Donald Trump has ‘no intention’ of firing special counsel Robert Mueller, says White House
President Donald Trump has no intention of dismissing the special council to investigate allegations of Russian interference in the 2016 US elections, although he questioned the official’s impartiality during an interview, the White House said on Friday.
White House spokesman Sean Spicer told reporters that while Trump “retains the authority” to return to a special lawyer Robert Mueller, “he does not intend to do so.”
Trump has expressed concern in a television interview on Fox News on Friday in what he said was the close relationship between former FBI director James Comey and Mueller, who was appointed to take over Russia’s investigation after Trump has dismissed Comey.
Image US President Donald Trump. Image APFile President of the United States Donald Trump.
“She’s very, very good friend of Comey, which is annoying,” said Trump Fox News. “Look, there has not been any obstruction.” There was no collusion.
Lawmakers investigating alleged Russian interference during the 2016 US election raised questions about whether the Comey May 9 shot was an attempt to stop Russia’s Trump Probe.
While White House officials have said that the layoffs were due to concern about Comey actions at the Federal Bureau of Investigation, Trump said in an interview that Russia’s investigation was one of his concerns during the action.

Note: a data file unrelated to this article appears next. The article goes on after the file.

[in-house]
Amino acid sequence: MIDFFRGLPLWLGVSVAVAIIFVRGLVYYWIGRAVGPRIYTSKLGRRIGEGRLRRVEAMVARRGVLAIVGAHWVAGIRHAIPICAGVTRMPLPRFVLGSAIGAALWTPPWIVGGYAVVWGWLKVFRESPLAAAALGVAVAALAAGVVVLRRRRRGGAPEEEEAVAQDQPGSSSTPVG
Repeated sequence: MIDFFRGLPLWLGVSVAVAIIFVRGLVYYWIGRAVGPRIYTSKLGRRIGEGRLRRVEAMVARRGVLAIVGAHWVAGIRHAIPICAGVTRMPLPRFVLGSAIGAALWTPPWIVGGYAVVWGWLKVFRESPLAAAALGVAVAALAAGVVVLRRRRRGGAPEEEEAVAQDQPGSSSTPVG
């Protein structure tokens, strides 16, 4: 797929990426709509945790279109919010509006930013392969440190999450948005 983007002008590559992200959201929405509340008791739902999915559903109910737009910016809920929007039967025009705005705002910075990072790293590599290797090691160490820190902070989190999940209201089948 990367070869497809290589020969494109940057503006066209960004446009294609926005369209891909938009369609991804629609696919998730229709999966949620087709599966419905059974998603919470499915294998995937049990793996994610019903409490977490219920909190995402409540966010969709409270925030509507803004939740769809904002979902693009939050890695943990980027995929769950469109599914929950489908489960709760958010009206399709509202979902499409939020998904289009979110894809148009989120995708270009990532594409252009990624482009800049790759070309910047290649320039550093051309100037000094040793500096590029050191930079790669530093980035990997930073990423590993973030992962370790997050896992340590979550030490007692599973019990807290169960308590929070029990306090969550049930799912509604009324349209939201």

But the president insists that his campaign has no connivance with Russia and that his Comey shot has not obstructed justice.
“There has been no collusion, no obstruction and almost everyone is committed to it,” said Trump Fox, adding that Mueller “is an honorable man and, hopefully, find an honorable solution.”
Russia denies blending with the United States presidential election.
In excerpts from a separate interview, Trump has criticized President Barack Obama for inaction on Russia’s interference.
“Well, I just heard for the first time today that Obama knew Russia well before the election, and nothing has been done,” Trump said, according to excerpts from an interview with Fox News that will air on Sunday.
In testimony before Congress on Wednesday, Jeh Johnson, who headed the Department of Homeland Security under Obama, said his department had warned against piracy in the electoral database.
When asked why the Obama administration had done more to warn the public, he said: “We were very concerned that we would not be perceived as taking sides in the elections, injecting us a very heated campaign.”